Rohingyas driven out of Myanmar

More than 100,000 Rohingyas (a predominantly Muslim ethnic group in Myanmar) have been driven out of their ancestral villages and into Bangladesh, fleeing for their lives while their houses have been burnt to the ground.

Desperate survivors recounted incendiary rockets being fired from military helicopters; videos shot from across the border showed columns of billowing smoke, and satellite imagery revealed that villages along a 100-kilometre stretch have been almost totally destroyed.

Refugees told harrowing stories of hacking killings, beheadings and rapes carried out not only by soldiers and police but also by armed civilians reported to be from the predominantly Buddhist Rakhine ethnic group from the same area (Rakhine state, formerly known as Arakan).

This latest and most extreme episode in the decades-long persecution of the Rohingyas was purportedly sparked by attacks by militants from the Arakan Rohingya Salvation Army (ARSA) on 25 August, but these followed weeks of increasing intimidation. ARSA claims to have acted in self-defence as hundreds of troops were airlifted into Rakhine state, surrounding and closing in on them.

The ethnic cleansing also coincided with the release on 24 August of a report into the Rakhine situation by a commission appointed by the government. The commission, headed by former UN secretary general Kofi Annan, included not a single Rohingya member. Yet, like many other observers, it warned of an upsurge in violence if a range of underlying conditions in Rakhine were not addressed.

While both Rakhine and Rohingya inhabitants have faced the hardships of living in this poorest state in Myanmar, the Rohingyas have additionally and increasingly been persecuted through denial of their status as citizens and legitimate residents of the country.

A Citizenship Law passed in 1982 excluded them from consideration as a recognised ethnicity; in recent years they have been forced to hand over the residence registration papers they had been issued. And in a census held last year they were denied the right to register as “Rohingya”, being allowed only the choice of being recorded as “Bengali” (thereby declaring themselves foreigners).

These legal restrictions and accompanying discrimination and persecution (in major waves of violence starting in 1972 and most recently in October 2016) have resulted in 50 percent of the Rohingya population fleeing Myanmar, leaving behind 1 million of their people facing an increasingly precarious situation. Neighbouring Bangladesh was already hosting 400,000 Rohingya refugees before this recent exodus.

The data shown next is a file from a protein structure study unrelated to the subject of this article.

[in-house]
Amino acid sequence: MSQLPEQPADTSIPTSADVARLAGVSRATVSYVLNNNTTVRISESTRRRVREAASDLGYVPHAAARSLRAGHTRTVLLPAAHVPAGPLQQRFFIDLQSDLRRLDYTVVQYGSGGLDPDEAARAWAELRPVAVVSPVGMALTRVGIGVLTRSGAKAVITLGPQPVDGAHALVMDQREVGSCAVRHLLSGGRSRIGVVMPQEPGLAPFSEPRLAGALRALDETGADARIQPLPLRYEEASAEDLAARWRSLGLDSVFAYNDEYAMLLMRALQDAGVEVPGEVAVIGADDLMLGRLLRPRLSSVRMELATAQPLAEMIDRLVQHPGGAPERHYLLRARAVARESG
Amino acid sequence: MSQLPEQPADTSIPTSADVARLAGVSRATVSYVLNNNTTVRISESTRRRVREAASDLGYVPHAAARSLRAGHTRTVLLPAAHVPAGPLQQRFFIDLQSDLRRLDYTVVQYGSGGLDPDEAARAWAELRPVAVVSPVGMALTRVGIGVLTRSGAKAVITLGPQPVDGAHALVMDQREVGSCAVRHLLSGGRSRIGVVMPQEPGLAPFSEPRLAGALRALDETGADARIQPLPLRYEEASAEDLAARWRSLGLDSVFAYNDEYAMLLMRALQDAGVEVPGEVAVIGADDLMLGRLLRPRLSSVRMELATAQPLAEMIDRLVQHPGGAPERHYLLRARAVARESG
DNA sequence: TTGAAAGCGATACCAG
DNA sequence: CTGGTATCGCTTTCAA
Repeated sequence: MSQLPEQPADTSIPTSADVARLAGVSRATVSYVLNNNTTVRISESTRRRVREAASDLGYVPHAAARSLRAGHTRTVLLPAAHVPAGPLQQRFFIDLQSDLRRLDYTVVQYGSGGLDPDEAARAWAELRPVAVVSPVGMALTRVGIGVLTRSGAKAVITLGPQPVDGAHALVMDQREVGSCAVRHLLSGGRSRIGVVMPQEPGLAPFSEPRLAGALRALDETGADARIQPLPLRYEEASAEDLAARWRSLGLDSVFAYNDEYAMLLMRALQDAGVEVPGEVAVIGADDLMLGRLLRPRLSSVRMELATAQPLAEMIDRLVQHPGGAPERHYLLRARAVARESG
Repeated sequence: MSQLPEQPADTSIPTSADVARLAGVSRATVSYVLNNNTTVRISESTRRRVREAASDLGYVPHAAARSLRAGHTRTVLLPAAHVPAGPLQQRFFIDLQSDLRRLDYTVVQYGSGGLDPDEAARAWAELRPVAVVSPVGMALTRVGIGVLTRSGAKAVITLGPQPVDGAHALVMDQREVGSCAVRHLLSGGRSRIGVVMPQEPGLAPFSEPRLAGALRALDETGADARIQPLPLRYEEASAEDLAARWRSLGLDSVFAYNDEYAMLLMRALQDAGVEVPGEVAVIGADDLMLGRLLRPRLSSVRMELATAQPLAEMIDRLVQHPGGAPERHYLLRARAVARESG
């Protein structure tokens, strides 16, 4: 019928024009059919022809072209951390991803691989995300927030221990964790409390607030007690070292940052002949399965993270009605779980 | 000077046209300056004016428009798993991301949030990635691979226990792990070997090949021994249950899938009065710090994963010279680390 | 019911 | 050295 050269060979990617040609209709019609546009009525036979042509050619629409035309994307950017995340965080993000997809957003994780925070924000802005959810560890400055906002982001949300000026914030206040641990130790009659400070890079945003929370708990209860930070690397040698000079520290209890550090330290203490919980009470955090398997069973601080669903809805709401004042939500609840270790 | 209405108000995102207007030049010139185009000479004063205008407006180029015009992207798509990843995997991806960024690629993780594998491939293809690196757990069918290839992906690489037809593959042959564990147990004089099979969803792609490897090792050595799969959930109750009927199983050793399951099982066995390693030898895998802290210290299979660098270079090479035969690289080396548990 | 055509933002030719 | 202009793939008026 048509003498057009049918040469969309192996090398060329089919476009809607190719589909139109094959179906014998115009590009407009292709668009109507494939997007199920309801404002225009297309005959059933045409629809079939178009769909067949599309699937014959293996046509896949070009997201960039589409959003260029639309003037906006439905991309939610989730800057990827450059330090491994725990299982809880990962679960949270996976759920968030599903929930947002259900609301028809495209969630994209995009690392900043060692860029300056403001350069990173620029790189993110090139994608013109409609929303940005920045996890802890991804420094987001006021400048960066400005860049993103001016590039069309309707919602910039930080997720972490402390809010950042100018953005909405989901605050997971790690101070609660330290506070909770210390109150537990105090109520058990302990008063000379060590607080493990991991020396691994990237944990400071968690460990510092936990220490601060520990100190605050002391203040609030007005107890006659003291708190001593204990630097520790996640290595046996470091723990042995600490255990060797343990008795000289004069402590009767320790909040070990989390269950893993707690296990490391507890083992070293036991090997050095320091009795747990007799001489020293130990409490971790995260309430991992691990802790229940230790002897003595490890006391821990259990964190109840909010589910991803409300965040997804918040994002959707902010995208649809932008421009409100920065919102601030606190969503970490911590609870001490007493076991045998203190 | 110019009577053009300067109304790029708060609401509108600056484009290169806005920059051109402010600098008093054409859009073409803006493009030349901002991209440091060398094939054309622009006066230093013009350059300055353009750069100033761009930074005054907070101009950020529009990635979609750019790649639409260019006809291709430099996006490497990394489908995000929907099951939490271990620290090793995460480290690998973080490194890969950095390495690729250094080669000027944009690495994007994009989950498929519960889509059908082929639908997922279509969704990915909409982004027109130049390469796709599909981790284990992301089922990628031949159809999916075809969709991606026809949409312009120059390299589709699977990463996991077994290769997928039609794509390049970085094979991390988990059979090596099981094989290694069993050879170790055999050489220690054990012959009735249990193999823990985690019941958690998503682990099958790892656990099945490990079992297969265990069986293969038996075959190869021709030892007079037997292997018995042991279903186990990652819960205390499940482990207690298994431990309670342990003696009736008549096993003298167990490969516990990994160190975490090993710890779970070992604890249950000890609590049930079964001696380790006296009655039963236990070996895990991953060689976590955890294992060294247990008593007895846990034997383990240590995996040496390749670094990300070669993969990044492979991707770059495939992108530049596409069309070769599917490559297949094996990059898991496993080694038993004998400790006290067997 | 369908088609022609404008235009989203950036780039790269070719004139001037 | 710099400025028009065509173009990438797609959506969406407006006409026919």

Despite the much-proclaimed end of Myanmar’s military regime in 2015 with the election of a majority in parliament for the National League for Democracy led by former political prisoner Aung San Suu Kyi, the military has continued to hold the reins. Aung San Suu Kyi’s civilian government has turned its back on the expectations of many non-Burman ethnic groups in the country, who supported the NLD in the hope that its victory might open a new page of inclusiveness.

While representatives of the diaspora, chiefly in Europe and the UK, and their supporters as well as a number of serious researchers have in recent years repeatedly tried to draw attention to the unbearable and rapidly deteriorating situation, only this most recent dramatic escalation in violence and refugee outpouring has attracted a serious response, starting with the Islamic majority countries of Malaysia, Turkey, Iran, Indonesia, Pakistan, the Maldives and Bangladesh as well as various Gulf countries and the Organisation of Islamic Cooperation. Even the UK foreign minister has spoken out.

Bangladesh, itself facing tremendous problems of poverty and climate change, and now one-third under water due to recent monsoon floods, initially refused entry to this new influx of refugees. In recent days it appears to have allowed their entry, with more than 80,000 so far having escaped from the terror.

Will they ever be able to return home? And having lost so many relatives, friends and neighbours as well as their homes, livestock and possessions, will they want to return even if the killing stops?

One of the organisations seeking to document the developing situation and to analyse it in terms of international and national law is the Permanent Peoples’ Tribunal. An opening session on Myanmar was held in March this year in London and will continue in Kuala Lumpur from 18 to 22 September with charges of crimes committed against Rohingya, Kachin and other Muslims in Myanmar. For coverage of the ongoing situation and the proceedings of the tribunal, see www.tribunalonmyanmar.org